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College of Nursing

  • Acute Care Skills Lab

Nurse practitioner students learning advanced skills to improve S.C. patient care

By Laura Kammerer, laurakam@mailbox.sc.edu

A frail patient in the intensive care unit is gasping for air and codes. The attending physician is minutes away from the bedside, but the patient needs help now. Although licensed nurse practitioners in South Carolina are allowed to perform life-saving procedures such as intubation, in many care settings across the state, they do not.

The University of South Carolina’s College of Nursing aims to change that norm by equipping students in the adult gerontology acute care nurse practitioner program with the knowledge, confidence and skills to practice at the top of their license. As part of that effort, program director Amy Dievendorf launched an innovative two-day on-campus skills immersion training session to better prepare graduates to play a larger role on the health care team and be more marketable to potential employers. Having nurse practitioners take on a heavier procedure load can improve patient care, and for some patients in small rural facilities, may eliminate the need to be transferred to a larger facility, she says.

“I want to teach my students everything they can do so they will practice to their full scope when they graduate and be better trained providers for their patients.”

Dr. Amy Dievendorf, AGACNP Program Director

With a grant from the Helen-Gurley Wolford fund, Dievendorf collaborated with simulation lab director Crystal Graham to design a day-long series of stations where groups of five or six students could observe and practice skills including splinting and casting, suturing, vascular line placement, chest tube insertion and intubation. Clinical faculty members helped to recruit colleagues from across the region who served as experts for each skill station, providing an overview and demonstration of the skill as well as sharing practical tips and critiquing the 31 students as they practiced. On the second day, small groups of students completed ultrasound training and went through a capstone simulation exercise to practice their decision-making and clinical skills.

At the intubation station, Melinda Long, CRNA, reviews patient positioning and explains the differences between intubation blade types and sizes. “You probably just broke that tooth,” she says as a student struggles on her first try to intubate the manikin. “Remember the motion is up and out. If a patient has dentures, take them out. If there’s a dangling tooth because of trauma, pull it.”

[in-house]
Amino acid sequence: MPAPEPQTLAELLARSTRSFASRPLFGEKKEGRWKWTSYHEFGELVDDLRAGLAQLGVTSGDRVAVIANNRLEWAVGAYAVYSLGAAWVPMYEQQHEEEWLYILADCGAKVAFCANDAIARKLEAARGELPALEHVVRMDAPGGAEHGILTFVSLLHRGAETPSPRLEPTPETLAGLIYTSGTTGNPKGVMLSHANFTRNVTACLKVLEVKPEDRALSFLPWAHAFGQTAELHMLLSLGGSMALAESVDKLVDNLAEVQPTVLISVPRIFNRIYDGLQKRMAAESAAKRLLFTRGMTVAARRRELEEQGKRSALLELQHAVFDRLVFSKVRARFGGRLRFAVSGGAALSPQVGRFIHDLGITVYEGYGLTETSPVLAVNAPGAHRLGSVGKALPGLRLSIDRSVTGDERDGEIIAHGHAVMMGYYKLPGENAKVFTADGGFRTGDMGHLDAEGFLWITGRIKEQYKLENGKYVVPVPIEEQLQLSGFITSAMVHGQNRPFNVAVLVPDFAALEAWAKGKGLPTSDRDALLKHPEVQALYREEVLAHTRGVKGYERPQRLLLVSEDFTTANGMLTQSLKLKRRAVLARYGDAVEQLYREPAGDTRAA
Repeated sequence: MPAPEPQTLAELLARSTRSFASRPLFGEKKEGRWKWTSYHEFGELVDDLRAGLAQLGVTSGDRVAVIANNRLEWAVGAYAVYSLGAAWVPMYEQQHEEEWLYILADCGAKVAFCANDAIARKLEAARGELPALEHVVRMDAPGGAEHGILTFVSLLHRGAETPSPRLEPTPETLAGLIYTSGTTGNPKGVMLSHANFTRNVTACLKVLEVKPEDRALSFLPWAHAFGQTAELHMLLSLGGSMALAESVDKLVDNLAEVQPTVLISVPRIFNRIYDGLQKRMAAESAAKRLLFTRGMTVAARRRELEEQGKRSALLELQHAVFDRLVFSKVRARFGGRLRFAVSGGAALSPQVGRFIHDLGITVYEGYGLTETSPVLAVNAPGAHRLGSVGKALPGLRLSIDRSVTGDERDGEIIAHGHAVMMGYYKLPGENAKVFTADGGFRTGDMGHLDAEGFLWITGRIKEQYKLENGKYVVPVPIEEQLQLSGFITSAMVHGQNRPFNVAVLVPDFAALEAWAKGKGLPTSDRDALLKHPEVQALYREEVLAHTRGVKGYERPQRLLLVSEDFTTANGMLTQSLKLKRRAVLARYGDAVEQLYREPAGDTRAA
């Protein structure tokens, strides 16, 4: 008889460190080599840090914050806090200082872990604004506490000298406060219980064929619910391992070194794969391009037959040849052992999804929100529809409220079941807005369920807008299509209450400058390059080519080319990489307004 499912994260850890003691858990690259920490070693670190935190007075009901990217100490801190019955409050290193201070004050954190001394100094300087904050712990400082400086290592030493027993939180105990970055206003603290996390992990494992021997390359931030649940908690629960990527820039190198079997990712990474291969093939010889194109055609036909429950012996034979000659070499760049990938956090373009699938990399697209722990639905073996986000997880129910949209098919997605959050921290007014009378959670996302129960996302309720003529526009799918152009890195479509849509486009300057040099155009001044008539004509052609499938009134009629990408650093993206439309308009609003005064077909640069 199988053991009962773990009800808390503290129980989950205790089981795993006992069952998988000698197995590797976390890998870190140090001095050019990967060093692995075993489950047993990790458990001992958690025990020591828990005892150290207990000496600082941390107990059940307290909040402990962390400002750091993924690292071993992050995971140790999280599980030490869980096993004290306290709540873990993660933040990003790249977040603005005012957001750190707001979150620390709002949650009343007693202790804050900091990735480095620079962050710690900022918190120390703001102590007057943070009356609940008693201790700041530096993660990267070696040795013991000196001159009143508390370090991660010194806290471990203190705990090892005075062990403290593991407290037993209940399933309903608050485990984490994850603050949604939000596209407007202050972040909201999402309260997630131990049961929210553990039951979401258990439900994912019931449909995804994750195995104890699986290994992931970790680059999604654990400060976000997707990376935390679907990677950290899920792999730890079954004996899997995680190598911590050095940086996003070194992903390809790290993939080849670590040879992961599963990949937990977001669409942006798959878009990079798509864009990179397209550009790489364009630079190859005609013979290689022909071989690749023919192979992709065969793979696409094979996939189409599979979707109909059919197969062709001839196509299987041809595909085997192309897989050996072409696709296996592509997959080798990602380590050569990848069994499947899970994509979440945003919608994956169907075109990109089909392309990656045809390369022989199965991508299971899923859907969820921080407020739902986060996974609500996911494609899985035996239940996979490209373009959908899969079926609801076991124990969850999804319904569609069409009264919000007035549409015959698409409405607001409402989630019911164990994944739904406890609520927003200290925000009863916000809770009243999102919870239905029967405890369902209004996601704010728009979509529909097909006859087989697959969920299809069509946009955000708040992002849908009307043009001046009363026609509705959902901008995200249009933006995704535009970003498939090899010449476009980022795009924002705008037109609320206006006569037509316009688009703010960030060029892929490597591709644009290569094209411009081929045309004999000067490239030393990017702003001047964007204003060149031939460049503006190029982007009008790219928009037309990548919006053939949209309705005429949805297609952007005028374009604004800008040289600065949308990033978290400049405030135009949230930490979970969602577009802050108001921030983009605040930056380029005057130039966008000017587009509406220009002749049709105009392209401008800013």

In casting, Patrick Todd (BSN '06, MSN '12) , demonstrates how to immobilize the ankle and helps students find the best water temperature to activate the plaster but cool enough to prevent patient burns. “Keep the ankle up,” he coaches a student as she begins wrapping the leg of her patient, a fellow student. “Make sure you bend the knee." Todd, who works in the emergency department at Prisma Health Richland Hospital, also says it’s important to review post-discharge care instructions with patients. His top tip? “If a patient’s leg is itchy, tell them to put a hair dryer on a cool setting and blow dry the cast for a few minutes.”

Laura McDowell, a critical care nurse at Atrium Health in Charlotte, NC, says she had previously practiced some of the skills with her preceptor but says the training was helpful because of the low-stress learning environment. “It just felt safe,” she says. “It wasn’t like trying the first time on a person and having to worry about the possibility if anything goes wrong. I was surprised by the type of manikins the college has and how true they looked to real-life anatomy.”

Annie Blakeman, a nurse from Fort Mill, SC, says she had never performed most of the skills that were reviewed at the training. She says she understood the steps for each procedure from class lectures and reading but says the opportunity to have hands-on practice with each skill was invaluable. “Feeling the pressure, knowing how much resistance you should feel, that sort of knowledge can’t be taught in a book,” she says.

Dievendorf surveyed students before and after the training to measure whether the training increased their confidence in their ability to perform the skills, and she will study the results to improve future training sessions and inform nurse practitioner education practices. Although medical students receive extensive hands-on training on procedures, Dievendorf says few similar opportunities are available for advanced practice nurses, and the professional literature about such nurse training is very limited.


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